Socio-Economic Impact Assessment of The Existence of Forest

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International Journal of Humanities and Social Science

Vol. 6, No. 7; July 2016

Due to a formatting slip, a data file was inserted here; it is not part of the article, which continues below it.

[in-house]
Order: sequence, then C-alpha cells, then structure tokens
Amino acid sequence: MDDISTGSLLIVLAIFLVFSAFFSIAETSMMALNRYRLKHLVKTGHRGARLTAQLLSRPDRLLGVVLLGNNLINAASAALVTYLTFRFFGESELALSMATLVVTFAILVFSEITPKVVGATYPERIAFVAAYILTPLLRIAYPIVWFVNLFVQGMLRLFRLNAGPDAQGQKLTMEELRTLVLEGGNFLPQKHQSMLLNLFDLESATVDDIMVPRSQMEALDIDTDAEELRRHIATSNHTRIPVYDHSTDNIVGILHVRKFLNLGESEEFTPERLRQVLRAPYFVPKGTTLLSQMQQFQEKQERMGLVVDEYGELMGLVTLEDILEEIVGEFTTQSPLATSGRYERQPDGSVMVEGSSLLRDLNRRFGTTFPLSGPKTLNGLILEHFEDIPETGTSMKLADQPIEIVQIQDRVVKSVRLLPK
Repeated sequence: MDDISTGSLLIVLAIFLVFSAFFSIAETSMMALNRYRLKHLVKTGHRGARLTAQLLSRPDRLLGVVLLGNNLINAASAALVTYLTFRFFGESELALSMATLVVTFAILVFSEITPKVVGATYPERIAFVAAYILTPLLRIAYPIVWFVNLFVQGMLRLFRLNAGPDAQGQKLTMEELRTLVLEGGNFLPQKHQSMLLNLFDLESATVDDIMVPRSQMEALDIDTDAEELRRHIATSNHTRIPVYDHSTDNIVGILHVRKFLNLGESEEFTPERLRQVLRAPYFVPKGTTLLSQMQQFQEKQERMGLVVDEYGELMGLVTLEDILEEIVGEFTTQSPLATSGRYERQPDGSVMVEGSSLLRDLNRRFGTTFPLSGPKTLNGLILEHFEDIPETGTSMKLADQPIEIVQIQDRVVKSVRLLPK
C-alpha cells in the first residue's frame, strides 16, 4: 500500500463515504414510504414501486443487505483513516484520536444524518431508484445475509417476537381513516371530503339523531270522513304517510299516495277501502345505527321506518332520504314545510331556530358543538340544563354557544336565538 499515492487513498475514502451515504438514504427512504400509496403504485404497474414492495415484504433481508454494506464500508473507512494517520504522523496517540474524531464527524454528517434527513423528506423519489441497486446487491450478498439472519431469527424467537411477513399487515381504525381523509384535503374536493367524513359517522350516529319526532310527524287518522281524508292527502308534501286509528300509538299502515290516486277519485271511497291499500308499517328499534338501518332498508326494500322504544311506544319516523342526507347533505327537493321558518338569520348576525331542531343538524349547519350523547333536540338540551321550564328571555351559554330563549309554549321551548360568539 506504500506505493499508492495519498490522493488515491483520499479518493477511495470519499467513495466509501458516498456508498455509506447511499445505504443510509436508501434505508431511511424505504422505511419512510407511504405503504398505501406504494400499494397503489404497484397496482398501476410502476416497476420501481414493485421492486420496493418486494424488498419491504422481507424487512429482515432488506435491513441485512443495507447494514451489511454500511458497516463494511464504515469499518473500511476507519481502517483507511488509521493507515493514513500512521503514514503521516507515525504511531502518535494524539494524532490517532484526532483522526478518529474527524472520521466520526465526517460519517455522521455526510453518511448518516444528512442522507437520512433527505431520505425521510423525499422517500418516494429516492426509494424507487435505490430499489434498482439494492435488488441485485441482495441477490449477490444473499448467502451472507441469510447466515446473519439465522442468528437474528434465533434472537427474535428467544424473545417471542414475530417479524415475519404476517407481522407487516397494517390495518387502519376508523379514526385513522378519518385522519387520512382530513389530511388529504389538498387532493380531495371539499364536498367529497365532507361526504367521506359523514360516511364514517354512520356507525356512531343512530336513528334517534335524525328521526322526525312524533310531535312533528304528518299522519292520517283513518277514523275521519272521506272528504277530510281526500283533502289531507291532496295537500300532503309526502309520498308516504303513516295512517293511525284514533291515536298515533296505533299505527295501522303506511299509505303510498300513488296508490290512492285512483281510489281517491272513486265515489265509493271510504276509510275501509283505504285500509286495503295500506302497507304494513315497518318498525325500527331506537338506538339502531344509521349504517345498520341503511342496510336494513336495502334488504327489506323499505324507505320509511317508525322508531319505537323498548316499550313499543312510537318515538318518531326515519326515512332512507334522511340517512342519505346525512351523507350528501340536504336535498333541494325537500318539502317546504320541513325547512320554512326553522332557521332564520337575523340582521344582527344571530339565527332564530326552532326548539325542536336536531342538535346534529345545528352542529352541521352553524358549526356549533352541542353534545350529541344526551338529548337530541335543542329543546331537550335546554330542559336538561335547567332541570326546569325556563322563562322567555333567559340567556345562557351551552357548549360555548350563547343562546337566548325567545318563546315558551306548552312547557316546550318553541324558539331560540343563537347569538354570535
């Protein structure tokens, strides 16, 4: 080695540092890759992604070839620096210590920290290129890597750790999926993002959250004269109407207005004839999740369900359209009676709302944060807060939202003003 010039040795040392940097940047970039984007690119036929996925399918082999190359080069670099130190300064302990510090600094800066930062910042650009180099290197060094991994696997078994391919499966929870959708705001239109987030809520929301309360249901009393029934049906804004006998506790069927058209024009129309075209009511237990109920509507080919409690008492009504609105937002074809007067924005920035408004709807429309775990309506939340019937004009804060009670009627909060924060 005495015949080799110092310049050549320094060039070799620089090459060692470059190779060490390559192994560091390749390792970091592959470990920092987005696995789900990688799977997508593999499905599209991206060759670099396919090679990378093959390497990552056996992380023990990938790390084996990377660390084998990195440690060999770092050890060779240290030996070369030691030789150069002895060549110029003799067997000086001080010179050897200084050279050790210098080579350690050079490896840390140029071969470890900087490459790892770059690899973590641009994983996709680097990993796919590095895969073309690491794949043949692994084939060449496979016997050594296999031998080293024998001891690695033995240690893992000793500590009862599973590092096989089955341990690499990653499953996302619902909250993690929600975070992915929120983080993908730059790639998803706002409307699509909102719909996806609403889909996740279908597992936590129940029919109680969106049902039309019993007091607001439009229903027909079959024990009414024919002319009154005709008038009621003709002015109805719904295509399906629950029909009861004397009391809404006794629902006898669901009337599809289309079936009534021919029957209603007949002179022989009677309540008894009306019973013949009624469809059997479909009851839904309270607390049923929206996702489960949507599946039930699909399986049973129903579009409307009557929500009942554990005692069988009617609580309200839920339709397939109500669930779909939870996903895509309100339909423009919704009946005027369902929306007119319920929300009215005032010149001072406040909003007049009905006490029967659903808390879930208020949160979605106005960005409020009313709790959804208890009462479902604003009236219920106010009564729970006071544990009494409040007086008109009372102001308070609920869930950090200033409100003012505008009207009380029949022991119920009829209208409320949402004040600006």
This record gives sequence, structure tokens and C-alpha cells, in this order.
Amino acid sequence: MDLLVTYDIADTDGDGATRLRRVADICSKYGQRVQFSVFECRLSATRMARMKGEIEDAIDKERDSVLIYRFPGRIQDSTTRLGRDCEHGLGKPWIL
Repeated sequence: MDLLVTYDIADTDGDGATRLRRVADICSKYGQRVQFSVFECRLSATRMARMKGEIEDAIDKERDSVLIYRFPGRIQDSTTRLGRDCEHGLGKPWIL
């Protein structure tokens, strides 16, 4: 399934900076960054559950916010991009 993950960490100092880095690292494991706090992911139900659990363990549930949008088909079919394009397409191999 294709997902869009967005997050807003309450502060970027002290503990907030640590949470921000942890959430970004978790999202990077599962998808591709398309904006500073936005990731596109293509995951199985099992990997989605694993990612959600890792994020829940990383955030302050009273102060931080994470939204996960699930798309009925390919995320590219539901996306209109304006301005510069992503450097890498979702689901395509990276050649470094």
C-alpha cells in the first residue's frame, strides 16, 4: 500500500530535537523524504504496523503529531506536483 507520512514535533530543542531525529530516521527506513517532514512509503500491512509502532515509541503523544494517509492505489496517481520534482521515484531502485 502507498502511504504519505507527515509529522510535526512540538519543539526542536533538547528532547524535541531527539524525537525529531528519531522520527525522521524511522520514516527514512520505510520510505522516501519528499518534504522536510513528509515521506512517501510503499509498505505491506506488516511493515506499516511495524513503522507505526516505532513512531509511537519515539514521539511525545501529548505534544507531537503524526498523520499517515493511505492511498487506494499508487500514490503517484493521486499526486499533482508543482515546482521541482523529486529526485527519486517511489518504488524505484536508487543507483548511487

Socio-Economic Impact Assessment of The Existence of Forest Concessionaire (PT Gunung Gajah Abadi) to Local Community, East Kalimantan, Indonesia (A Case Study of Corporate Social Responsibility (CSR) Implementationin Kongbeng SubDistrict and Muara Wahau Sub-District) Dr. Rujehan Faculty of Forestry Mulawarman University Samarinda, East Kalimantan - Indonesia Dr. Ndan Imang Faculty of Agriculture Mulawarman University Samarinda, East Kalimantan - Indonesia Abstract The existence of forest concessionaire could provide positive impacts and negative impacts on forest communities. The positive impact that might be obtained by the society is opportunities to work in the forest concessionaire and to establish business, while the negative impact that may occur is the presence of uncontrolled population growth that led to otherpossible negative impacts. The purpose of this study is to determine the impact of socio-economic conditions of the existence of forest concessionaire (PT Gunung Gajah Abadi) to local community. The research was conducted in Miau Baru Village and Makmur Jaya Village in Kongbeng Sub-District and Nehas Liah BingVillage in Muara Wahau Sub-District, East Kutai District, and East Kalimantan Province. A total of thirty respondents from each village was selected randomly, so that the total number of respondents who had been interviewed was ninety. The results show that the socio-economic impacts increase revenues of local community as the results of working in the company and expand business opportunities due to the availability of infrastructure provided by the company.